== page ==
Tuhin A Sinha is among the best-selling authors in India, a columnist and a screenwriter.
Starting in 2006 with his first book, That Thing Called Love, an unconventional romance set in a Mumbai monsoon, Tuhin has written five novels. They include The Captain (formerly 22 Yards), Of Love And Politics, The Edge of Desire and The Edge Of Power.
Tuhin is acknowledged among the most prolific Indian writers with a maverick knack to experiment with new genres. While his first book was an offbeat romance, The Captain was a cricket thriller that explored the underbelly of modern cricket. Of Love And Politics was a political thriller. His last two books which comprise the Edge series can be called socio-political thrillers with a strong feminist skew.
Tuhin is a screenwriter of several popular TV shows, the most noteworthy being Yeh Rishta Kya Kehlata Hai on Star Plus.
Apart from his fiction novels and scripts, Tuhin is a keen political observer. His columns on Indian politics appear regularly in India’s leading dailies. Tuhin has a regular blog on ibnlive.com. He also appears frequently on news channels on discussions around politics and cricket.
The CNN-IBN Election Tracker's findings last week came as a pleasant surprise for BJP supporters and well wishers across the country as it corroborated the public sentiment which you can sense the moment you step out and talk to the common man on the streets. The findings from UP were particularly heartening where a 33 per cent vote share and 30 plus seats have been predicted for the party. This, when elections seem at least 8 months away, even the candidates have not been declared and Modi hasn't made his presence in UP felt yet.
Personally, I feel this is an election where the BJP tally in UP could go well up to 45-50. And mind you, polarisation will not be the only reason for it. Both the SP and BSP are faced with a major credibility crisis as they have supported the UPA through all its misdeeds. And hence, directly or indirectly, the resentment against the UPA is bound to extend to SP and BSP as well. Moreover, the SP's support towards criminal elements in the last year and half has anyway angered the young and educated voters who want a 'decisive' change. Hence it appears obvious that even though 'minorityism' will be a factor that the SP will exploit to its advantage, the sheer magnitude of angst against the ruling parties at the centre and in the state will render its efforts ineffective. And the natural gainer in this situation will be the BJP since the Congress is no more than a fringe player in UP.
Also surprising are the findings of some of the other surveys, which predict a 10 per cent vote share for the BJP in TN, 12 per cent in West Bengal and 16 per cent in Kerala. Now a vote-share in this range is unlikely to have a direct bearing on the seats that the party can win. But what it can't conceal is a strong groundswell of support building up for the party across the country and across all sections of the society.
For all those who are quick to point out that the UPA's decline hasn't resulted in a commensurate gain for the BJP, my answer is just wait and watch. It helps not to peak before time. Don't underestimate the intelligence of the Indian voters. Given a choice between BJP and instability, they will vote the same way as they did in the previous election when they had to choose between the Congress and instability.
Anyway, there is more to an election than numbers. And that is where this election will be different from many others that I have witnessed closely since 1989. If there is something that sets this election apart from many others, it is the passionate involvement of the youth. The same youth who seemed indifferent towards politics until 5 years ago are now making efforts to ensure that their voice and vote counts. Unlike 5 years ago when they would get swayed by the propaganda around Gujarat riots, this time they are equipped with facts and figures. They want to discuss jobs, poverty, development, the economy and everything that makes the Congress uncomfortable.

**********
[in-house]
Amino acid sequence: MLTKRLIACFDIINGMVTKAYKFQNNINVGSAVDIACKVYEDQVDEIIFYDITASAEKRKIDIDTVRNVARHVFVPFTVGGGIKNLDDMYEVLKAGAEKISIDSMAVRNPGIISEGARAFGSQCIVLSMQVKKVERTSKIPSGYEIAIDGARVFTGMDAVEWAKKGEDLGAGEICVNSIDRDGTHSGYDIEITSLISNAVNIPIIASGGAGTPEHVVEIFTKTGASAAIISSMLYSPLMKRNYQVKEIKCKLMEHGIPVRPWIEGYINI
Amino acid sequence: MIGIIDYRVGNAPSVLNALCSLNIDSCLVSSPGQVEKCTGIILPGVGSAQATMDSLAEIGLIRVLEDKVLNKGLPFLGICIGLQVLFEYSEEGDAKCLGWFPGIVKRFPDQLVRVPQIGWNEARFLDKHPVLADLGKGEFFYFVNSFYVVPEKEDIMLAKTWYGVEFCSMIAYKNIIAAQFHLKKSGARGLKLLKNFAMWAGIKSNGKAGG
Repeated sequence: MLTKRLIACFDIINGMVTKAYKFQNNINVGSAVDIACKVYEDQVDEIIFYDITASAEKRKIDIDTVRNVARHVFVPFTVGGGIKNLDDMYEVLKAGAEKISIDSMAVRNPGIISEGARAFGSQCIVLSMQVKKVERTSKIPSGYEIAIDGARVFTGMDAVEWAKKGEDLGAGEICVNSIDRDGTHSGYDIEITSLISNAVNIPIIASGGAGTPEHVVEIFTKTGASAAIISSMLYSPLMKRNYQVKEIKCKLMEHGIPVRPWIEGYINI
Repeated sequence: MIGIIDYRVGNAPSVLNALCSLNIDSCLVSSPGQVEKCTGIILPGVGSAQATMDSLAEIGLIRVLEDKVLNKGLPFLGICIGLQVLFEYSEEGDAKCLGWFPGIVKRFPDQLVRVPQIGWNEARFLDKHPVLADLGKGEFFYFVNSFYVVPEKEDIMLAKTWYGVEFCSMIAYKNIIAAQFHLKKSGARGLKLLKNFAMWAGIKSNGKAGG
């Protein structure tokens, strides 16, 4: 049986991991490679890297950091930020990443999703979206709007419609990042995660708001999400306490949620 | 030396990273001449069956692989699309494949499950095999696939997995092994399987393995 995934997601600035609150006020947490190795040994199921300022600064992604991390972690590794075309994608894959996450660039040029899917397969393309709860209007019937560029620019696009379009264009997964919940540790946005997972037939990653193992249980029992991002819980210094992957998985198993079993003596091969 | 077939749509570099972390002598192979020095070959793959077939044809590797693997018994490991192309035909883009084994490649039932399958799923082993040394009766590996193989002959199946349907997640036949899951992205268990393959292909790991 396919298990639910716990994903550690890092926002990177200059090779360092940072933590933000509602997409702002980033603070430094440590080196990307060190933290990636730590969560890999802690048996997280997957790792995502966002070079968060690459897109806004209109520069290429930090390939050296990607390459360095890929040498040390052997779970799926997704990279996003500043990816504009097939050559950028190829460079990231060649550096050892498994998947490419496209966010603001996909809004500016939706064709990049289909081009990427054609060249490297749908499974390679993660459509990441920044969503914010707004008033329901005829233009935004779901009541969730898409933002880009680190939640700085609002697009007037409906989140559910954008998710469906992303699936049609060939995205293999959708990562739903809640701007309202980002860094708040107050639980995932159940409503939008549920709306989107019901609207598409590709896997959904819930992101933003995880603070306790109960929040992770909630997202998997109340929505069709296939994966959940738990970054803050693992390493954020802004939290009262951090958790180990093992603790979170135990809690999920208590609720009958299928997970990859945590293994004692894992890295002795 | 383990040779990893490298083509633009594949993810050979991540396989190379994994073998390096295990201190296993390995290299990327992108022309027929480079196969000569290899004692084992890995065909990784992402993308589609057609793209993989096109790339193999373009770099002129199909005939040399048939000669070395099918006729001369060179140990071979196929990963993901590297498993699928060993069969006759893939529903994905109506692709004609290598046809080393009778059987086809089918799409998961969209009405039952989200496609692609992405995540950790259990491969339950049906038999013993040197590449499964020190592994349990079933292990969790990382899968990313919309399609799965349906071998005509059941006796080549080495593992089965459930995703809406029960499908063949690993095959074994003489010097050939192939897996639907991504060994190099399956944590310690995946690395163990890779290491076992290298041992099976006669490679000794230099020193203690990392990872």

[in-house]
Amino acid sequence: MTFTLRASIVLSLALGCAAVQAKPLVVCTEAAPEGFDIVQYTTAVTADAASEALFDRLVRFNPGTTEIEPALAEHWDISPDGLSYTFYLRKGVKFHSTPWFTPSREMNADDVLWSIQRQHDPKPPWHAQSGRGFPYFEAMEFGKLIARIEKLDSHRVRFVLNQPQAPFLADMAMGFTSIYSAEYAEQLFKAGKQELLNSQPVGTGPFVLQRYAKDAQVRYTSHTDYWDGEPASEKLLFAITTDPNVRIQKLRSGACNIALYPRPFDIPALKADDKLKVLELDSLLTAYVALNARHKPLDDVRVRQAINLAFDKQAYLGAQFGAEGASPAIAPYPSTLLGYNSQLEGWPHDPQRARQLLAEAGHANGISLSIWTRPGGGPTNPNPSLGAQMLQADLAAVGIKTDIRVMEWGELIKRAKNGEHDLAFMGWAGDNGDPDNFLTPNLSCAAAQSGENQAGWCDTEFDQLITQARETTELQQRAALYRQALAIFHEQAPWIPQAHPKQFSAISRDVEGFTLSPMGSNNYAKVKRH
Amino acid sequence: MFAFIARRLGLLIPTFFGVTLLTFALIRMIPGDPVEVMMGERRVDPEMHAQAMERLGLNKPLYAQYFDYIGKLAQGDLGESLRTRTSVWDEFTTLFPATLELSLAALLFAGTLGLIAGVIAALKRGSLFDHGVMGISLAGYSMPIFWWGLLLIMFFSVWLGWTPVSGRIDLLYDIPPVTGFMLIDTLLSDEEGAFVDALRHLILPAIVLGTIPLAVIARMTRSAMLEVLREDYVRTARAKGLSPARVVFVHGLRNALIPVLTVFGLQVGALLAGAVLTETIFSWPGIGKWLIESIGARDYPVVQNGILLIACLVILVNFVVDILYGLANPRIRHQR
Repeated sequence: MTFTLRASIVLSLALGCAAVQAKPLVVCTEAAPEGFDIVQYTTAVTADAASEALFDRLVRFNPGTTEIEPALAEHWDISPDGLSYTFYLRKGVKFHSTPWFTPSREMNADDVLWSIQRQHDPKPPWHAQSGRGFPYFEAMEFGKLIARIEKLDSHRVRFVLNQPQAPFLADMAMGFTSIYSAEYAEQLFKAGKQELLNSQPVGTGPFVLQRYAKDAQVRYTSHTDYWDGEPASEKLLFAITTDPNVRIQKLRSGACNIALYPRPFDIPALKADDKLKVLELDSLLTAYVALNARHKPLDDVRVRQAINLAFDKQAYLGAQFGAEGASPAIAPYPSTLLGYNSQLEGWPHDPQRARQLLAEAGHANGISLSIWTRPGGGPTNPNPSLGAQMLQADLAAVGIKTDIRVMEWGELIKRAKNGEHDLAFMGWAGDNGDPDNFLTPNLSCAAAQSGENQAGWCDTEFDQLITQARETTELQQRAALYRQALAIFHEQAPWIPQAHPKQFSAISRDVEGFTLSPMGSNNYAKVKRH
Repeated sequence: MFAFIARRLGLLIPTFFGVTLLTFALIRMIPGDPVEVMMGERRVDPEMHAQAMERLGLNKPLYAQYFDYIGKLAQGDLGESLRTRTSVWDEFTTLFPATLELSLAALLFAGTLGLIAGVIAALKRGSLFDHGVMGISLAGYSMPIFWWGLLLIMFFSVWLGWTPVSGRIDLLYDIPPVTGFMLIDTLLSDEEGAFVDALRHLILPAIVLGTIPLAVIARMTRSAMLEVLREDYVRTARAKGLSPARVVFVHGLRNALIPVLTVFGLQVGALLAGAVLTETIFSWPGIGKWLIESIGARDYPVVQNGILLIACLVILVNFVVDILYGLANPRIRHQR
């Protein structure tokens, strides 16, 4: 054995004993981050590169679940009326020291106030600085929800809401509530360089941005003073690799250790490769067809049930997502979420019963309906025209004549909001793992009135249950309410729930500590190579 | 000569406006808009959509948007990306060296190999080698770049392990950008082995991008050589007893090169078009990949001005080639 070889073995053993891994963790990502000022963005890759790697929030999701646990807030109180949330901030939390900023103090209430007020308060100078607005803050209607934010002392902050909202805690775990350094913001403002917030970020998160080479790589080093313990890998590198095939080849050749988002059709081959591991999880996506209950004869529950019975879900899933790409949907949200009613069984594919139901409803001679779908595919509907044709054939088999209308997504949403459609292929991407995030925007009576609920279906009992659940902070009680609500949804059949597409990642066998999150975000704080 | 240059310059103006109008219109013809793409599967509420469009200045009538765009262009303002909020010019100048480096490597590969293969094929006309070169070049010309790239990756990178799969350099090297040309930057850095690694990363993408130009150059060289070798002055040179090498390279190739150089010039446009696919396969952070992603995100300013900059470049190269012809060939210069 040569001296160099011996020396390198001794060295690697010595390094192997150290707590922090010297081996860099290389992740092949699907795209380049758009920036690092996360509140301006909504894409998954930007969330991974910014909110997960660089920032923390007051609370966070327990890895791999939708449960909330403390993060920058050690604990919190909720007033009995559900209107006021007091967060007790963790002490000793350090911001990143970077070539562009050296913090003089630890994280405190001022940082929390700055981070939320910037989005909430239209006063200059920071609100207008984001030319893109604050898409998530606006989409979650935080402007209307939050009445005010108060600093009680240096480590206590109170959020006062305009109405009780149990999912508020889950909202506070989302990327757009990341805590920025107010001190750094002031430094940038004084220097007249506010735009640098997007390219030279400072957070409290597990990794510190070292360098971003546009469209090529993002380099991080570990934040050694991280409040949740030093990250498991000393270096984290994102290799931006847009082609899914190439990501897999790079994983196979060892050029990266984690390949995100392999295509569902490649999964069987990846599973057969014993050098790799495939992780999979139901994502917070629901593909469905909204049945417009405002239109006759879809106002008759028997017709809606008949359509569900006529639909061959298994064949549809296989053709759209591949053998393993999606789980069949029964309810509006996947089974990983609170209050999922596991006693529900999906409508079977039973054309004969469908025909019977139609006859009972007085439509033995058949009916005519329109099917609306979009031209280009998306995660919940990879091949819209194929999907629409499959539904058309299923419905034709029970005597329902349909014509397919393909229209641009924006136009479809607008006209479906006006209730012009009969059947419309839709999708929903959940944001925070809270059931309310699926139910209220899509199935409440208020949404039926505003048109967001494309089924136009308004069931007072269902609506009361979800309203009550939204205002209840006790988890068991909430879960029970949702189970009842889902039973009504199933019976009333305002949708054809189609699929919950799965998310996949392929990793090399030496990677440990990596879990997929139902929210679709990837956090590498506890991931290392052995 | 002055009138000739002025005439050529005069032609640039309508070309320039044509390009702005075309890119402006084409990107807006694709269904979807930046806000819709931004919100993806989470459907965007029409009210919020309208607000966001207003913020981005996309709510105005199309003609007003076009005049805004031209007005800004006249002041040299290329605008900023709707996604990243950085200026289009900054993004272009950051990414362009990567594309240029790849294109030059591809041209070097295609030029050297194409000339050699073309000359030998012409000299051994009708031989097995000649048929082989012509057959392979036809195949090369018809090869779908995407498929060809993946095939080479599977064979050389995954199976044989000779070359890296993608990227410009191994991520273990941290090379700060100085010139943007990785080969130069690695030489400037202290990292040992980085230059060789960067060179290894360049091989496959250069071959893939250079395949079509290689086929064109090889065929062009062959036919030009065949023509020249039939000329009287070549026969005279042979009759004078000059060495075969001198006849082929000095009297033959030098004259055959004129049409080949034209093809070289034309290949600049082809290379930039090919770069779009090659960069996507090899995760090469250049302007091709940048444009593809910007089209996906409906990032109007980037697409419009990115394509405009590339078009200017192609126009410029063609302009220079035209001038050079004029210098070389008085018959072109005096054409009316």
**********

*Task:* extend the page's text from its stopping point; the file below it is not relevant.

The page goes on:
In fact last week, I was invited by the dynamic Piyush Goyal to witness a seminar of 200 plus young professionals from across the country who will be spearheading BJP's IT campaign for 2014. What I witnessed here was an eye- opener. There was a gentleman from Bangalore who has quit his high-flying corporate job till the elections get over, in order to work for the party full time. There were a couple of college students from West Bengal who were ready to drop a year and get involved with the campaign full time. All these people are doing their bit without charging a penny and in fact even paying for their travel.
It was heartening to witness this kind of unselfishness in the youth. I wondered what could have resulted in this massive transformation in just the last 3 to 4 years. The answer was simple: an intense hatred for the Congress for having taken people for a ride, doubled up with the hope provided by Modi of ridding the country of the malaise of mal-governance and unaccountability. The youth this time is determined to lead from the front and ensure that things change.
When the public sentiment for or against something is so strong, data and logic are often forced to take a backseat. I was not born when the rebellion against Emergency took place. But from whatever I have read and known about it, the public sentiment against the present regime is as strong. Even in 1977 until the election results were out, the Janta Party leaders were sceptical of winning a majority. Nobody had imagined they would end up winning 300 plus seats. The sentiments today are similar. The situation at the ground level is slowly but surely building up towards a concrete, unprecedented change. The results of 2014 will surprise everybody.
Moreover, 2014 will produce a new generation of young leaders, much like Emergency did. That would make it a Watershed election in Indian politics.